According to Francis Cholle, author of The Intuitive Compass, “We need to overcome cultural bias against following one’s instinct. We don’t have to reject scientific logic to benefit from instinct. We can honor and call upon all of these tools, and we can seek balance. And by seeking this balance, we will finally bring all of the resources of our brain into action.”
No matter what the origin of our intuition is, we need to be perceptive enough to pick up on its wise teachings. Over the years, I’ve moved away from seeing it as an internal Oracle, and instead see it as an integral aspect of my moral core. It’s the ethically driven part of me that knows right from wrong. It’s an impersonal voice of reason that expresses the wholeness of truth and goodness.
Even though we are all born with intuition, our instinctive gifts do not come with a manual to interpret it accurately and avoid common mistakes. With so much noise, clutter and distraction within the world, it makes it even tougher to tune into our intuition. Here are four common mistakes that you could be making when interpreting your intuition:
1. You’re too rational when interpreting it: Our intuitive senses originate from a place that does not involve logic. To the rational mind, it can seem nebulous, coming to us like the bits and pieces of a puzzle, making it tough to interpret. For this reason, we are more comfortable with using logic to understand the world. But we have to overcome this tendency and allow the fluid, open, and deeper aspect of our mental construct to decipher the messages from our intuition, no matter how ambiguous it may seem to us. In fact, Albert Einstein used to compare our rational mind to a faithful servant, and our intuition as a gift.
2. You only use it to predict the future: Despite what most people believe, the purpose of our intuition and intuitive tools, such as tarot, oracle cards and astrology, is not to foresee the future but to empower us with self-knowledge so that we know how best to manage our sense of personal power. Our intuition alerts us to the people, events and places that enhance, or drain us. You need to believe in yourself enough to trust your own wisdom and follow it. Its accuracy is directly proportionate to your self-esteem. Intuition can, therefore, be seen as a natural by-product of strong self-esteem and personal empowerment.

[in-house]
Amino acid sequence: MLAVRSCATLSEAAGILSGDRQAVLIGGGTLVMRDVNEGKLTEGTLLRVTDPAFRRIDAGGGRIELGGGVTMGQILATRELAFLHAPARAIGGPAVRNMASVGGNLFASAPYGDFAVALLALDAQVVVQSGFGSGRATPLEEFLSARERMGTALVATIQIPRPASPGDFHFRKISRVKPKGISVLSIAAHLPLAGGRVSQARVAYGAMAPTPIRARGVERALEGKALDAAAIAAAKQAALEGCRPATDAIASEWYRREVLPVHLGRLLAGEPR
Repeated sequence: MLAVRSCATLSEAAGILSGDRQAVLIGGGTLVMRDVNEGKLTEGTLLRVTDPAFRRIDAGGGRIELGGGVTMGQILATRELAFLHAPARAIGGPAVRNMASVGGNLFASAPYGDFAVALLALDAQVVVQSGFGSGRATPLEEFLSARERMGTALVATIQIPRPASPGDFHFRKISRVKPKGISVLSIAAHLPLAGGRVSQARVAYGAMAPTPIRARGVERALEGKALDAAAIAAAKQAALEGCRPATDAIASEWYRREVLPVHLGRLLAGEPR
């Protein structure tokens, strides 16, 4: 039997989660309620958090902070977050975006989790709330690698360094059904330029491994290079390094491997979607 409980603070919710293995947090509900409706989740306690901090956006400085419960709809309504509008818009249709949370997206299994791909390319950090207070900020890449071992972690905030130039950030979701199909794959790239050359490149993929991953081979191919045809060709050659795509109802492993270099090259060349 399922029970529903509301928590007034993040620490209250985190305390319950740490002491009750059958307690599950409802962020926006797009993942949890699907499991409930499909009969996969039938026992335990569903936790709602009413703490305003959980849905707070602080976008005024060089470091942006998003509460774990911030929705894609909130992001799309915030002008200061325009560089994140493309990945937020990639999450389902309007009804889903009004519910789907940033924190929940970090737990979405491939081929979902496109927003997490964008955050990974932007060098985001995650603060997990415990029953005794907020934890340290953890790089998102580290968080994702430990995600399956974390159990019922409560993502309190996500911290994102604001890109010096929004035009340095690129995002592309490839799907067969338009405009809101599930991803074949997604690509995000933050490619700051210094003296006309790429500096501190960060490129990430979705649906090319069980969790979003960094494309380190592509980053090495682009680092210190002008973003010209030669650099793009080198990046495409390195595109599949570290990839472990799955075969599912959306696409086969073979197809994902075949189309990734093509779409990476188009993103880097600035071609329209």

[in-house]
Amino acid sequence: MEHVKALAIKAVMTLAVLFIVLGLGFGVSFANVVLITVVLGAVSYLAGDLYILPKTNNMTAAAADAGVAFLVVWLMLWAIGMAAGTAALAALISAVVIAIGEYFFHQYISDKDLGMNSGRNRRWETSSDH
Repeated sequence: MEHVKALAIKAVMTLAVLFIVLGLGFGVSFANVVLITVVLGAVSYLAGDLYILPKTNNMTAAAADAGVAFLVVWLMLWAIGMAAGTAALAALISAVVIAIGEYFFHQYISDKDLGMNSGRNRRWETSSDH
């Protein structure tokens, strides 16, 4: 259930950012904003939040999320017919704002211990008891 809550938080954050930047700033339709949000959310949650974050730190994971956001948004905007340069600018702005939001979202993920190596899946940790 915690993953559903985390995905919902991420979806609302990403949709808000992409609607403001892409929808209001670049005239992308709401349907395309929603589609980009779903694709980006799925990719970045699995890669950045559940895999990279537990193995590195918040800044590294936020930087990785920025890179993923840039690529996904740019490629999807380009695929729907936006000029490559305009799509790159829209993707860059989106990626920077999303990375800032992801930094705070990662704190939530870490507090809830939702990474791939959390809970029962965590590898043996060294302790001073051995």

3. You don’t trust it enough: Intuition doesn’t come with any guarantees or any substantial evidence of its accuracy, which is why it can be a little scary to follow its prompts. Sometimes, you don’t give it enough credibility because you don’t like what it’s telling you. You may prefer to ignore it and replace it with a narrative that’s more convenient. It’s easy to dismiss intuition because we mistake it for the voice of fear, or a projection of our desires. But in order to make the best decision, we need a balance of intuition and rational thinking.
4. You don’t get quiet enough it hear it: Your intuitive voice can only come through if you’re attuned to your inner world. It’s almost impossible to recognize it above all the noise of everyday life. You need to manage the noise in your mind that results from hyperactive thinking. If you want to channel your intuitive wisdom, you need time alone to engage in deeper thought and to reconnect with yourself. A little bit of solitude in a quiet, peaceful, and reflective environment will give you the space and time to access this subtle aspect of yourself.
Intuition is essentially the voice of grace, something that needs to be experienced to be understood and known. It has the power to open the passageway to inner illumination. It makes itself known by filling you with a sense of tranquility and the knowledge that, no matter what happens in your life, you’re going to be okay because love always surrounds you.
All my best on your journey,
Question: Have you made any of these four mistakes when interpreting your intuition? What steps will you take to overcome them?